Military Move returns to Ritchie after stint in Hong Kong

19:21, Dec 06 2012
Military Move
ON THE MOVE: Military Move with his New Zealand Derby-winning rider Michael Walker.

New Zealand Derby winner Military Move is back in town.

The Volksraad gelding was exported to Hong Kong after his win in the $2.2 million Classic at Ellerslie in March 2010 and while he was twice a class one winner there and finished sixth in last year's Hong Kong Derby, his form fell away this year.

Military Move returns to the care of Cambridge trainer Shaune Ritchie, who prepared him to win the Derby and run second to Katie Lee in the Gr I 2000 Guineas at Riccarton earlier that season.

''He's back and I'm pretty happy about that,'' Ritchie said.

''He's out spelling at the moment but he'll come back in the new year and probably be seen somewhere over the March carnival [at Ellerslie].

''They retired him in Hong Kong. He wasn't showing his Gr I form that he had in New Zealand. He won a couple of races on the dirt but he wasn't really measuring up to that grade in Hong Kong.''

Steven Kit-Sing Lo had raced Military Move up to his retirement in Hong Kong but he has gifted ownership to Ritchie's wife Alison and Belinda Bellingham, the wife of Lo's Australian-based bloodstock advisor Paul Bellingham.

Now a six-year-old, Military Move has won four of his 27 starts and banked more than $1.9 million in stakes.

Ritchie said Military Move would get his opportunity to shine back in New Zealand but he wasn't getting carried away with his prospects.

''Hopefully we can get him back up to his best form in New Zealand but it's hard when they come back from Hong Kong,'' Ritchie said.

''You are never sure if they are really going to come back to their best. If we can get him back to his best, the handicap fields in New Zealand aren't overly strong at the moment and the key will be whether he can run out a strong 2000m.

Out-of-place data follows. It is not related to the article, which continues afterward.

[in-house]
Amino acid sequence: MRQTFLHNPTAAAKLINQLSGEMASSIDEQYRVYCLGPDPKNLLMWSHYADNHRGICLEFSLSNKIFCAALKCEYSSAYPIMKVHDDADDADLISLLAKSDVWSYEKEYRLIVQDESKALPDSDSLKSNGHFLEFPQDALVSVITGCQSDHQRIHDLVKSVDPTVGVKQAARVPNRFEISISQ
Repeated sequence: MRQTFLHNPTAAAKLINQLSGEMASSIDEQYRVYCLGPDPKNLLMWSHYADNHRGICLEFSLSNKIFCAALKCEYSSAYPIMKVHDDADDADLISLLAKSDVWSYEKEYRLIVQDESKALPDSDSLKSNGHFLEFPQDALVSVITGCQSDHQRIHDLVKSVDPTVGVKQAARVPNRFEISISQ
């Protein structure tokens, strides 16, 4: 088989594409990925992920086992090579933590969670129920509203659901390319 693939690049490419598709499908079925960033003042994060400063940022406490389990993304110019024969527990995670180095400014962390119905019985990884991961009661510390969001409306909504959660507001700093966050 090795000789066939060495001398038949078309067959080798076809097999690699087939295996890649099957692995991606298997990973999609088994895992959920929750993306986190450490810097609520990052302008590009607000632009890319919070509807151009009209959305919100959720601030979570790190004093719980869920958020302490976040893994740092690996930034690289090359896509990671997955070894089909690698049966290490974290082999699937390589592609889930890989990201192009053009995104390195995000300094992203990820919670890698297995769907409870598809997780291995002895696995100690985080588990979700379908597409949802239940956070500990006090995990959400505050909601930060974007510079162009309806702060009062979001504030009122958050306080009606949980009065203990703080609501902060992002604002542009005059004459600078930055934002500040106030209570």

''We'll kick him off at the mile and see how he goes, but I'm sure there will be some place in the ratings system for him.''

Meanwhile, Ritchie has welcomed back his star four-year-old mares Zurella and Artistic to training with a view to feature races in the late summer and early autumn.

Both The Oaks Stud-owned mares campaigned in Melbourne in the spring, with Zurella spelling for four weeks after a preparation which saw her win the Gr II Let's Elope Stakes at Flemington in September and Artistic spelled for six weeks, having produced her best run for fourth in the Cranbourne Cup in October.

Ritchie has outlined a programme for Zurella similar to the one he set Keep The Peace in the summer of her four-year-old preparation, beginning with the Gr I Waikato Draught Sprint (1400m) at Te Rapa on February 9 and the Gr I Otaki-Maori Weight-For-Age (1600m) a fortnight later.

Keep The Peace was third to Mufhasa and Wall Street in last year's Waikato Sprint before defeating Wall Street at Otaki.

Ritchie said Zurella was likely to have the third start of her preparation in the Gr I New Zealand Stakes (2000m) at Ellerslie in March.

''Being a multiple Gr II winner, the obvious aim is to win a Gr I race with her,'' he said.

''At this stage it looks like we are going to avoid Ocean Park and Silent Achiever and with her Let's Elope form and that she could run second in the [New Zealand] Oaks, all those races look within her scope. She's only got to win one of them to achieve her autumn goal.''

Ritchie was delighted with Artistic's condition on her arrival back in the stable.

''She looks fantastic and she's really developed. She's had a good break and she's come back in tremendous order,'' he said.

Ritchie said Artistic would have a late-summer and autumn campaign of three or four races before a short break ahead of a planned Brisbane winter campaign, where the Gr II Brisbane Cup (2400m) would be among her targets.

''Dick Karreman, who owns her lives in Queensland, and it would be nice to win a big one for him in his own back yard,'' Ritchie said.

''She went to Brisbane last year so she's familiar with that carnival. I always find second time back to a carnival, they do terrifically well.''